Happy Friday, everyone! Hope you have a terrific weekend.
Apologies for the late send; we’re are little under the weather this a.m.
We also have pictures of Wednesday night‘s event. We missed many of you who arrived after things kicked off (our photographer had to skedaddle after the last chat). We hope you enjoy them, though. Again, great seeing so many of you!
Top News in the A.M.
Ruh roh. Volkswagen was just told to recall nearly 500,000 cars over emissions software that was intentionally designed to circumvent environmental standards for reducing smog, according to the Environmental Protection Agency.
James Currier and Stan Chudnovsky Unveil Their New Incubator, NFX Guild
A new Bay Area accelerator, NFX Guild, has emerged on the scene with plans to run a three-month-long program twice a year for between 10 and 15 companies. It has a novel approach, too.
For one thing, there is no publicly available application process. Startups will be referred to NFX by “scouts,” after which a select number will receive invitations into the program. The scouts are mostly VCs, including from CRV, Shasta Ventures, and Greylock Partners, three firms that have helped fund NFX, which is managing $10 million and will invest $120,000 in each startup. Some of the venture firms will have already financed the startups and be using NFX to help whip their portfolio companies into shape. In other cases, NFX will work with startups that the firms haven’t yet funded but whose progress they want to track.
NFX will also have a very narrow focus on building and growing network effects businesses, providing 30 hours of unique curriculum toward that end. (In this regard, it’s not unlike the “blitzscaling” class that LinkedIn co-founder Reid Hoffman is teaching at Stanford this fall.)
We’d guess that the startups – 16 of which just quietly graduated from its debut batch — will be getting some very strong counsel in exchange.
ChoiceStream, a 14-year-old, Boston-based programmatic ad tech company, has raised $14 million in Series C funding led by North Atlantic Capital, with participation from earlier investors. The company has now raised roughly $100 million, shows CrunchBase. More here.
Clover Health, a year-old, San Francisco-based health insurance startup, has raised $100 million in Series A equity and debt financing that included First Round Capital and Athyrium Capital Management, though in an interview with Fortune, the company declined to break down more specifics about the funding.
GitLab, a year-old, San Francisco-based open-source code collaboration platform, has raised $4 million in Series A funding from Khosla Ventures. TechCrunch has more here.
NextEV, a 1.5-yar-old, Shanghai, China-based electric car maker aiming to take on Tesla, has raised an undisclosed amount of funding from Sequoia Capital, Tencent Holdings, Hillhouse Capital and Joy Capital. China Money Network has more here.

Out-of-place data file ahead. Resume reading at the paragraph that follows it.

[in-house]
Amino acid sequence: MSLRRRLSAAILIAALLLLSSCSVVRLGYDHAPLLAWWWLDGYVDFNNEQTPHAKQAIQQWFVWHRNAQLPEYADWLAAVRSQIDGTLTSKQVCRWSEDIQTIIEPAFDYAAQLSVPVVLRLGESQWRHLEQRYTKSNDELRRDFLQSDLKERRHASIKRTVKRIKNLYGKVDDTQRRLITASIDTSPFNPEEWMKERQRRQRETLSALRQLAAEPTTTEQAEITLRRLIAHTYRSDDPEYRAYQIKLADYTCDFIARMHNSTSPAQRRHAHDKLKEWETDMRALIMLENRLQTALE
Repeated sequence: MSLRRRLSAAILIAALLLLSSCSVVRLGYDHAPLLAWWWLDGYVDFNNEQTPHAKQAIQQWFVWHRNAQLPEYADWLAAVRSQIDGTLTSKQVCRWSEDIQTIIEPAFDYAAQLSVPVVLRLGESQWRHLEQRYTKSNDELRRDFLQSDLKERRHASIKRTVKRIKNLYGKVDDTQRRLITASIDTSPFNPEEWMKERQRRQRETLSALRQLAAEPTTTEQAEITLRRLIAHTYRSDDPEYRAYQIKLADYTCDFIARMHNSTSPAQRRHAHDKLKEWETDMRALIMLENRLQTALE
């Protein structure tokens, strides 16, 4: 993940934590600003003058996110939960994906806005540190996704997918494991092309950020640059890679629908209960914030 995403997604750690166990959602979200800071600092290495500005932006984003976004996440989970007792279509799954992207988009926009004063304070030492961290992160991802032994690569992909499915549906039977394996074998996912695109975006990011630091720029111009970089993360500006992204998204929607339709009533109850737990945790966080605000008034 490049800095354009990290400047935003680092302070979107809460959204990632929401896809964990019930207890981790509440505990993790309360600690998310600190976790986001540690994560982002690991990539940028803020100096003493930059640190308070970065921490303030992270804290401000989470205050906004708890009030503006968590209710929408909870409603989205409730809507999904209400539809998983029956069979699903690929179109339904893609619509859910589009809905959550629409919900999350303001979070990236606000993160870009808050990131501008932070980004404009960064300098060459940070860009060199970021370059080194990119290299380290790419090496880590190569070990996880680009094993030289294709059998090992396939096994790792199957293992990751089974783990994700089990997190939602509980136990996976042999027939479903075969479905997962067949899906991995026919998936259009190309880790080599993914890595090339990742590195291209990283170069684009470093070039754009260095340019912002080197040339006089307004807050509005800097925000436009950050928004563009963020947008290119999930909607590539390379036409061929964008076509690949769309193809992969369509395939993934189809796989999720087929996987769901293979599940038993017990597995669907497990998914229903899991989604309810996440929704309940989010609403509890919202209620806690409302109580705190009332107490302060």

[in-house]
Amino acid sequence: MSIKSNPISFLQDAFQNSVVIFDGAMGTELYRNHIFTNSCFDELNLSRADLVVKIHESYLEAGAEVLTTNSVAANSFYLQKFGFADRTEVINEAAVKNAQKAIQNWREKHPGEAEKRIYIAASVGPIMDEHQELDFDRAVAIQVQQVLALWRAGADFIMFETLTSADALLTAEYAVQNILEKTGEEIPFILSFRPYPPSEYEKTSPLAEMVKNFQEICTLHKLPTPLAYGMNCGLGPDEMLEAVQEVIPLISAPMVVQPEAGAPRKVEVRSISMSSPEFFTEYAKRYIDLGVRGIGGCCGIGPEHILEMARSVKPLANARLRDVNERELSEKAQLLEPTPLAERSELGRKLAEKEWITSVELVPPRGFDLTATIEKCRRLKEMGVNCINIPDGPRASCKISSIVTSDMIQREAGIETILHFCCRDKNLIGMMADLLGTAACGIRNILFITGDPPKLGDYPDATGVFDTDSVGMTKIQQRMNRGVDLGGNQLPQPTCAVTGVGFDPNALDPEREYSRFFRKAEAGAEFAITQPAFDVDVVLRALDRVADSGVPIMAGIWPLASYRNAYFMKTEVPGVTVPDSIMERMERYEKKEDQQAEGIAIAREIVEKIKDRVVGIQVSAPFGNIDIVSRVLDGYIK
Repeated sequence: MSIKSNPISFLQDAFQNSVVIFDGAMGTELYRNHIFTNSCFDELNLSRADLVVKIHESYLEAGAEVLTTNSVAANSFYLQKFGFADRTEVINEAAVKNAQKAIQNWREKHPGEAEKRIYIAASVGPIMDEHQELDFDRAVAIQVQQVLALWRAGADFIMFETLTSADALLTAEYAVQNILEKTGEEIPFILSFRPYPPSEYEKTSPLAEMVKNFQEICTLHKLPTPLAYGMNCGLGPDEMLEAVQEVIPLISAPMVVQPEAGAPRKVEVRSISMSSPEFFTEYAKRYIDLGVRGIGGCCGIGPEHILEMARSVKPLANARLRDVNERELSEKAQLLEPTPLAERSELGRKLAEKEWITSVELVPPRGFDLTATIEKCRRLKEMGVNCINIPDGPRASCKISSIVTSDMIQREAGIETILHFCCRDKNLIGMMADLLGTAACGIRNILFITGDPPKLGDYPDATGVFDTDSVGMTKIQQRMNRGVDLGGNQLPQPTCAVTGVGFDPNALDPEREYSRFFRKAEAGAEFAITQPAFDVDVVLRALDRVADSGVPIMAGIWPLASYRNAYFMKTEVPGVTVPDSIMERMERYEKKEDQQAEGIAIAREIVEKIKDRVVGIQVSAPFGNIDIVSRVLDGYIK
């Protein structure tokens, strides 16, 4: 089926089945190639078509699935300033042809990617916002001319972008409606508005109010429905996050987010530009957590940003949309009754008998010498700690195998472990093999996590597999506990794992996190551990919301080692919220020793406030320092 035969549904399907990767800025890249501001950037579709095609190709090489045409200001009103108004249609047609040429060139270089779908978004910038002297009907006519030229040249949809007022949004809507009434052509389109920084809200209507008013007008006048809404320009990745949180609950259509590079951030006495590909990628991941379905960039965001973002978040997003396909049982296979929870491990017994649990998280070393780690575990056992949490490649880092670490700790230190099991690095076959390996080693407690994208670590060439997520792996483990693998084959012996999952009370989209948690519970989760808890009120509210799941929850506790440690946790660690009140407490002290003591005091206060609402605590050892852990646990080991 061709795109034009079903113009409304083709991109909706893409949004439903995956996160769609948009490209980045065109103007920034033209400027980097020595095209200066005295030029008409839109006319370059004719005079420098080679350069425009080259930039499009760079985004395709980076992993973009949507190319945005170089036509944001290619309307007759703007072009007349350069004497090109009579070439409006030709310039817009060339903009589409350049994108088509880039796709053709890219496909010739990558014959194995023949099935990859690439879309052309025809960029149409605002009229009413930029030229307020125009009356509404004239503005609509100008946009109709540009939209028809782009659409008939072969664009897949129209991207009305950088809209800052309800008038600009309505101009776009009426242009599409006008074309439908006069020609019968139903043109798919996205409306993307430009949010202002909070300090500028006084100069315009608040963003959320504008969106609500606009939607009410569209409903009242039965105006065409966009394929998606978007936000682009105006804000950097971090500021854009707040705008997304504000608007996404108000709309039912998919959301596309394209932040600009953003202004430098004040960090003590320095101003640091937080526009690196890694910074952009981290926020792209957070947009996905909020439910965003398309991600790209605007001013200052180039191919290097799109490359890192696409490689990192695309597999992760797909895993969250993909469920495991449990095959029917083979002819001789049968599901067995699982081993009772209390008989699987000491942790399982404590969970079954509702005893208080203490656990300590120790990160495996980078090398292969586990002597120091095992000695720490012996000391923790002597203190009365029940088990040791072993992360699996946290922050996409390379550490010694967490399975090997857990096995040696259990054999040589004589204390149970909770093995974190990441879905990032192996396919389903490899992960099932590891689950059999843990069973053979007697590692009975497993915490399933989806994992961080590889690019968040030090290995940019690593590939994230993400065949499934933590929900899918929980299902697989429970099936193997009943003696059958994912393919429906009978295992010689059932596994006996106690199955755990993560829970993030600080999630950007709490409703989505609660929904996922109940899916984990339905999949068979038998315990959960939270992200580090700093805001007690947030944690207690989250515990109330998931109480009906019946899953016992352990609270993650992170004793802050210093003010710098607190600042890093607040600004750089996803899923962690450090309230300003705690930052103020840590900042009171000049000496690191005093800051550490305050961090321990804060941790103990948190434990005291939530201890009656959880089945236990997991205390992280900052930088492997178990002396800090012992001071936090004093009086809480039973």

OriginGPS, a nine-year-old, Lod, Israel-based maker of miniature global navigation satellite system solutions for wearables, has raised $1.75 million in funding from the technology accelerator Lab IX and undisclosed existing shareholders. More here.
Padlet, a three-year-old, Santiago, Chile-based company focused on simple and collaborative website creation platform, has raised $1.2 million in seed funding led by Cherubic VC, with participation from numerous individual investors, including Flexport CEO Ryan Peterson. The company had previously raised roughly $450,000 from angels and Y Combinator. TechCrunch has more here.
Portfolium, a two-year-old, San Diego-based company whose “e-portfolios” help students visually showcase their skills, projects and experiences to prospective employers, has raised $1.2 million in funding from University Ventures, Seed San Diego, and Vertical Venture Partners. More here.
Rubicon Global, a seven-year-old, Atlanta-based on-demand trash removal and recycling company, has raised $50 million in new funding led by Nima Capital, with participation from Goldman Sachs, Wellington Management,Henry Kravis, Paul Tudor Jones and Leonardo DiCaprio. The WSJ has more here.
Sun Basket, a year-old, San Francisco-based meal delivery service that emphasizes its organic ingredients, has raised $4.5 million in new funding co-led by PivotNorth Capital and Baseline Ventures, with participation from Vulcan Capital, Roth Capital, The Florence Group, Rembrandt Ventures, Correlation Ventures, Relevance Capital and Lucas Venture Group. Inc has more here.
Penumbra, an 11-year-old, Alameda, Ca.-based company that makes medical devices for those who have experienced strokes and other neurovascular diseases, began trading publicly this morning and for now, its shares are soaring. More here.
According to Fortune’s Dan Primack, Kleiner Perkins Caufield & Byers has added a pair of junior partners to its early-stage venture capital practice: Swati Mylavarapu, who previously worked in product marketing at Square, and Muzzammil Zaveri, formerly part of the Silicon Valley investment team for Chinese Internet giant Tencent.
Apple has met with California officials to discuss self-driving car, reports the Guardian, which concludes the company may be close to unveiling an autonomous vehicle. (Our well-sourced colleagues at TechCrunch would disagree with that “close” assessment, for what it’s worth.)
Wired on the rise of voice interfaces.
Children can make jokes a lot earlier than you might guess.
Pluto, up close.
Zeb Pilot House. (H/T: Uncrate)